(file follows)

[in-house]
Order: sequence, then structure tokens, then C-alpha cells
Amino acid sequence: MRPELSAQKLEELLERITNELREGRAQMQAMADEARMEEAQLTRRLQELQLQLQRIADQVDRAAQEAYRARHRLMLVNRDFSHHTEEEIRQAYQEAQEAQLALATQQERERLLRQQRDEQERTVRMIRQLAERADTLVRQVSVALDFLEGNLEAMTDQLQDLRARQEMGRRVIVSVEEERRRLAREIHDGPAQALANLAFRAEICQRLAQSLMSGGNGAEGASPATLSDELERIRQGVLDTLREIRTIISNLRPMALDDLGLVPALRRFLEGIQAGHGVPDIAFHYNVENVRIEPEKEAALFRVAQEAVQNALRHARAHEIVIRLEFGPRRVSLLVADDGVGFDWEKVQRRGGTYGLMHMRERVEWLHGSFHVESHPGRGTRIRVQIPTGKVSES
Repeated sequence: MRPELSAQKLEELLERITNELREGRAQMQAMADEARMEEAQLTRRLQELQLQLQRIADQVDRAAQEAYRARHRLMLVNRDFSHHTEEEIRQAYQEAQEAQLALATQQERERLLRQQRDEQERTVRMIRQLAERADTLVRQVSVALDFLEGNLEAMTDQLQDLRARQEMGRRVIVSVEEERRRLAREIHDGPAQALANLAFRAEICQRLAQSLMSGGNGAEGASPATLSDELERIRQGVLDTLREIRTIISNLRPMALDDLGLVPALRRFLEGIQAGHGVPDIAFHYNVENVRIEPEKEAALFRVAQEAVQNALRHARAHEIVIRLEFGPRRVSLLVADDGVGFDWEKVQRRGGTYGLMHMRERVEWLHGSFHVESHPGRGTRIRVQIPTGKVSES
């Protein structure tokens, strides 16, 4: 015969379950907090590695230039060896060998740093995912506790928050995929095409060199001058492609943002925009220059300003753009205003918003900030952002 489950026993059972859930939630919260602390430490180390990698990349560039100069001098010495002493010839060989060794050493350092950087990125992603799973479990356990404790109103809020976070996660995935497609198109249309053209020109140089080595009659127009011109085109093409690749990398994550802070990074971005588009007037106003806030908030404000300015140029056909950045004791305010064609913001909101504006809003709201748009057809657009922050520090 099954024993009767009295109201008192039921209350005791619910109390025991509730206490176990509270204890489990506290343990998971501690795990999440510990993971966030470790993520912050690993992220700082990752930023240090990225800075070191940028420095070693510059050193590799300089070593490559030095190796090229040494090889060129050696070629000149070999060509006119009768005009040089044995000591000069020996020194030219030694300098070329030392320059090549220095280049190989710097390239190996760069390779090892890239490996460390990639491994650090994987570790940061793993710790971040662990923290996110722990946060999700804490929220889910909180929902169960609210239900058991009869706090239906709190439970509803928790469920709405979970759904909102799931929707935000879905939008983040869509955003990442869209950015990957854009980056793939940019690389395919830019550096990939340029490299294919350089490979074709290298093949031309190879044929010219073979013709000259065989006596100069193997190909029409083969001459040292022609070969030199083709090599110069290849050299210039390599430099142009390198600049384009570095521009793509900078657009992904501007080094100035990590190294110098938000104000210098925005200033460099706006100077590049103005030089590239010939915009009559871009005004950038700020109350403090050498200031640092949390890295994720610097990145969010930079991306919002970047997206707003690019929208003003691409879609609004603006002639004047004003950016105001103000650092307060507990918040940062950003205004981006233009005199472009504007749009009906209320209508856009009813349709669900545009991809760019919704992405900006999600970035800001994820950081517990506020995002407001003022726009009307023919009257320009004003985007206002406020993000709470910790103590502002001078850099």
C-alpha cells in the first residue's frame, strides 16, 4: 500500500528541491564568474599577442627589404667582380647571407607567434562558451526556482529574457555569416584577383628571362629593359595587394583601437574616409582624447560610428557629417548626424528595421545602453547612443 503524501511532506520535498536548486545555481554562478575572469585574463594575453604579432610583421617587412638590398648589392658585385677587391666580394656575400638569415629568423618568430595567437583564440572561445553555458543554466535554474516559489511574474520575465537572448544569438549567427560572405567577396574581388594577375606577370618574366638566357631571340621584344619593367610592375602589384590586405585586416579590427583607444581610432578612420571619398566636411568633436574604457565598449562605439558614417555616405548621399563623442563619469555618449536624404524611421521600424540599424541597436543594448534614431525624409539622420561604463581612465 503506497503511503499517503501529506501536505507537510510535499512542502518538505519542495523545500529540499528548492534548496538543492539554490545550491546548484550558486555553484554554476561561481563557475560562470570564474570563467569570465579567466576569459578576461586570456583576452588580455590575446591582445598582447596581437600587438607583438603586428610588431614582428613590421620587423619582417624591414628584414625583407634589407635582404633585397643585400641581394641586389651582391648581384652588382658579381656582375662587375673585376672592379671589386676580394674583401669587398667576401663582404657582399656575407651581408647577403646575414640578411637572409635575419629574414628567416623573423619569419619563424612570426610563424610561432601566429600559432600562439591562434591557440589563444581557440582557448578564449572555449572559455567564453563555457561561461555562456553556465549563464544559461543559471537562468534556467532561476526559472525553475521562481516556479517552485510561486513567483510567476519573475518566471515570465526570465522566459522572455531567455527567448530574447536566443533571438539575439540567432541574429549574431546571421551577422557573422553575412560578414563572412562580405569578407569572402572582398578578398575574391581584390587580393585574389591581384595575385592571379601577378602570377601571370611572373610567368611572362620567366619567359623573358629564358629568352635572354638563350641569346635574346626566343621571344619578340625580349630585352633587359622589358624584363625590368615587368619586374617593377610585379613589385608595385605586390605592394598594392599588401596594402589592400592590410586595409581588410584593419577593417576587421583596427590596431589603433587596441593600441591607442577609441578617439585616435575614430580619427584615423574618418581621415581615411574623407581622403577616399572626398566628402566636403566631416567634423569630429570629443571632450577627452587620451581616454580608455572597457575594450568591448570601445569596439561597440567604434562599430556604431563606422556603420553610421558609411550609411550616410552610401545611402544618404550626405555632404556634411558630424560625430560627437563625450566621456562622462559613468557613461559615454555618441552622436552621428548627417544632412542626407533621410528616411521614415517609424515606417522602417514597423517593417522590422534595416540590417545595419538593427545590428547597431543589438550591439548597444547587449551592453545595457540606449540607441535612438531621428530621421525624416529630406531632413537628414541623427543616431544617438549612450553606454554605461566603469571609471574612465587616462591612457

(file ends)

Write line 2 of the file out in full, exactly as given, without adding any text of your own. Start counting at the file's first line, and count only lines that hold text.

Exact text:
Order: sequence, then structure tokens, then C-alpha cells